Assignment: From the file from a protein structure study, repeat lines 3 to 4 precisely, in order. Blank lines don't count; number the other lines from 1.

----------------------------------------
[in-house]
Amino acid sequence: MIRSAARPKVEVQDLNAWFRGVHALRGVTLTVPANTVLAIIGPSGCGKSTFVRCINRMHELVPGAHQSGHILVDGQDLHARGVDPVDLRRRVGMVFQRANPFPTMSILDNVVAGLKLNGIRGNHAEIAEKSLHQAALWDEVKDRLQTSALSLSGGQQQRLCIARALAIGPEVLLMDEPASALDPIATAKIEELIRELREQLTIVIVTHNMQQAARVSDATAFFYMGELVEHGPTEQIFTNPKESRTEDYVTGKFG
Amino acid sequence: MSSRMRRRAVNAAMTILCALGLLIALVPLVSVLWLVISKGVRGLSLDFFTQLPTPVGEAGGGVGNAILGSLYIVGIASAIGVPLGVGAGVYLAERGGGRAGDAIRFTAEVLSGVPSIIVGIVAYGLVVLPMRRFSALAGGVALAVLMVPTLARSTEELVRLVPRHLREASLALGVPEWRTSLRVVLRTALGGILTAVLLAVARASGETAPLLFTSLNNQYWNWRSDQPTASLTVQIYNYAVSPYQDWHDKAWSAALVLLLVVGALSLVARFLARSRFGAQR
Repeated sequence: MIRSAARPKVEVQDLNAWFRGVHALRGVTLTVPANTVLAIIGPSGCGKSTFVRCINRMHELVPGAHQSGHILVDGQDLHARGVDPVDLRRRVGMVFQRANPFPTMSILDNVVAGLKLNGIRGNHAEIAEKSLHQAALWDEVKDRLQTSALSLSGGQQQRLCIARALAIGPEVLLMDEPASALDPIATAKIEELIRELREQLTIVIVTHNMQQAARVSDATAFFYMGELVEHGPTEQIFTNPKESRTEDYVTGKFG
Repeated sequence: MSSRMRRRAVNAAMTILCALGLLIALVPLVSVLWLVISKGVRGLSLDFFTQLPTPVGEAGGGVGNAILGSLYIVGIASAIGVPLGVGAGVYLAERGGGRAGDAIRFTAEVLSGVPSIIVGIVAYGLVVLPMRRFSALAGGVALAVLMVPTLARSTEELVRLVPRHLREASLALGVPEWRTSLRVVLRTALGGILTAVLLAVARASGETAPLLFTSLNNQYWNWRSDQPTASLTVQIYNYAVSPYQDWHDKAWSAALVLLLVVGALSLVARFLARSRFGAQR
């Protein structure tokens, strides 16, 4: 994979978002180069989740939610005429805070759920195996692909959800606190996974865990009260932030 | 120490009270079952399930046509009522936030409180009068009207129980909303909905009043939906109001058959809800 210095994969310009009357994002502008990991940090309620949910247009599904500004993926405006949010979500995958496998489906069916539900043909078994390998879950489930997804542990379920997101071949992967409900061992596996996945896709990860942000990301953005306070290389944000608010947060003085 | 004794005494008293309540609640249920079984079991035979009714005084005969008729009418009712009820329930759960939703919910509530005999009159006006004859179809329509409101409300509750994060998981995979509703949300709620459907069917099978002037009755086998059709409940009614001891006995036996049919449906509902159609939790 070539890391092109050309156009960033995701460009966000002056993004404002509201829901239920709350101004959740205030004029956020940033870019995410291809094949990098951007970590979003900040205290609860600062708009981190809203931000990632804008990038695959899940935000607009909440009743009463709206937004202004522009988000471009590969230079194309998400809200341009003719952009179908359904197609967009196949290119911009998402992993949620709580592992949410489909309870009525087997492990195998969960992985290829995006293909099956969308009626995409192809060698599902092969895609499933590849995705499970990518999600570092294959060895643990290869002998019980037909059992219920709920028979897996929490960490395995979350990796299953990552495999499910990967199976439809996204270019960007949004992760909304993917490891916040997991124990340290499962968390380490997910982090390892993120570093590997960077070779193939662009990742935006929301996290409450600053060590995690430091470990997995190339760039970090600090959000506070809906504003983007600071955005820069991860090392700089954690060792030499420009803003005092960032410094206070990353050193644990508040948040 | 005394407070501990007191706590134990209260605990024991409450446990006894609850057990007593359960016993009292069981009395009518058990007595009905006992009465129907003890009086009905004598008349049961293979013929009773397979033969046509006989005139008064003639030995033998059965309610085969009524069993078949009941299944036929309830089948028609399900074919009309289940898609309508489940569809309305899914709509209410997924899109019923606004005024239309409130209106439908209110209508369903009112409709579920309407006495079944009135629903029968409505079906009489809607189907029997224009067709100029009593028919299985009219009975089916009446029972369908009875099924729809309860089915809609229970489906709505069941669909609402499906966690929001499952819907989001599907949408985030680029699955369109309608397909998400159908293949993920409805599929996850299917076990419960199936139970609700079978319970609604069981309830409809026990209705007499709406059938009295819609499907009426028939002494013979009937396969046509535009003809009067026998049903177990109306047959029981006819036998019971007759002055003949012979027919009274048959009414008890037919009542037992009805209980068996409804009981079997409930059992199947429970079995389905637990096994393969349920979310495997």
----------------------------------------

Amino acid sequence: MSSRMRRRAVNAAMTILCALGLLIALVPLVSVLWLVISKGVRGLSLDFFTQLPTPVGEAGGGVGNAILGSLYIVGIASAIGVPLGVGAGVYLAERGGGRAGDAIRFTAEVLSGVPSIIVGIVAYGLVVLPMRRFSALAGGVALAVLMVPTLARSTEELVRLVPRHLREASLALGVPEWRTSLRVVLRTALGGILTAVLLAVARASGETAPLLFTSLNNQYWNWRSDQPTASLTVQIYNYAVSPYQDWHDKAWSAALVLLLVVGALSLVARFLARSRFGAQR
Repeated sequence: MIRSAARPKVEVQDLNAWFRGVHALRGVTLTVPANTVLAIIGPSGCGKSTFVRCINRMHELVPGAHQSGHILVDGQDLHARGVDPVDLRRRVGMVFQRANPFPTMSILDNVVAGLKLNGIRGNHAEIAEKSLHQAALWDEVKDRLQTSALSLSGGQQQRLCIARALAIGPEVLLMDEPASALDPIATAKIEELIRELREQLTIVIVTHNMQQAARVSDATAFFYMGELVEHGPTEQIFTNPKESRTEDYVTGKFG